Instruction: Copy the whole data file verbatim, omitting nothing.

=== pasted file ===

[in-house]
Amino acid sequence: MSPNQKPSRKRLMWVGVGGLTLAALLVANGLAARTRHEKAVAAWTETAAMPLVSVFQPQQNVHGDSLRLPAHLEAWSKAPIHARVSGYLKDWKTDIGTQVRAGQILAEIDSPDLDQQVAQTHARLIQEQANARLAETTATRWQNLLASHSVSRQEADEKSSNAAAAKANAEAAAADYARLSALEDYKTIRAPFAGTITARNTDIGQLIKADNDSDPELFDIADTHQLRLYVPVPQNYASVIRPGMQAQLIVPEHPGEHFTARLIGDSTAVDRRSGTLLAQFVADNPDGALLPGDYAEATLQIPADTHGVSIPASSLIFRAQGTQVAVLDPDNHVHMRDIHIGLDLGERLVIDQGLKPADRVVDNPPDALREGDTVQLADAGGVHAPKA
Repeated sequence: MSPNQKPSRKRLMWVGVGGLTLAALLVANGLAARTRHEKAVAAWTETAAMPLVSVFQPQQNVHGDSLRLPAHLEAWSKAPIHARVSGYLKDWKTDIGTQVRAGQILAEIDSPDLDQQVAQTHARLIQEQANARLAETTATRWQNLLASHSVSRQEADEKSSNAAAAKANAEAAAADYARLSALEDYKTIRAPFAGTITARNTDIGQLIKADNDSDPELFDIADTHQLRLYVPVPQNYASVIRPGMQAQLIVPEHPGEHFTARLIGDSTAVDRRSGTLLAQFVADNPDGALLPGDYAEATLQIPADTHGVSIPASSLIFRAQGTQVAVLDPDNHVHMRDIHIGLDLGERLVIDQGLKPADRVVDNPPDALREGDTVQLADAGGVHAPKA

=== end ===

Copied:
[in-house]
Amino acid sequence: MSPNQKPSRKRLMWVGVGGLTLAALLVANGLAARTRHEKAVAAWTETAAMPLVSVFQPQQNVHGDSLRLPAHLEAWSKAPIHARVSGYLKDWKTDIGTQVRAGQILAEIDSPDLDQQVAQTHARLIQEQANARLAETTATRWQNLLASHSVSRQEADEKSSNAAAAKANAEAAAADYARLSALEDYKTIRAPFAGTITARNTDIGQLIKADNDSDPELFDIADTHQLRLYVPVPQNYASVIRPGMQAQLIVPEHPGEHFTARLIGDSTAVDRRSGTLLAQFVADNPDGALLPGDYAEATLQIPADTHGVSIPASSLIFRAQGTQVAVLDPDNHVHMRDIHIGLDLGERLVIDQGLKPADRVVDNPPDALREGDTVQLADAGGVHAPKA
Repeated sequence: MSPNQKPSRKRLMWVGVGGLTLAALLVANGLAARTRHEKAVAAWTETAAMPLVSVFQPQQNVHGDSLRLPAHLEAWSKAPIHARVSGYLKDWKTDIGTQVRAGQILAEIDSPDLDQQVAQTHARLIQEQANARLAETTATRWQNLLASHSVSRQEADEKSSNAAAAKANAEAAAADYARLSALEDYKTIRAPFAGTITARNTDIGQLIKADNDSDPELFDIADTHQLRLYVPVPQNYASVIRPGMQAQLIVPEHPGEHFTARLIGDSTAVDRRSGTLLAQFVADNPDGALLPGDYAEATLQIPADTHGVSIPASSLIFRAQGTQVAVLDPDNHVHMRDIHIGLDLGERLVIDQGLKPADRVVDNPPDALREGDTVQLADAGGVHAPKA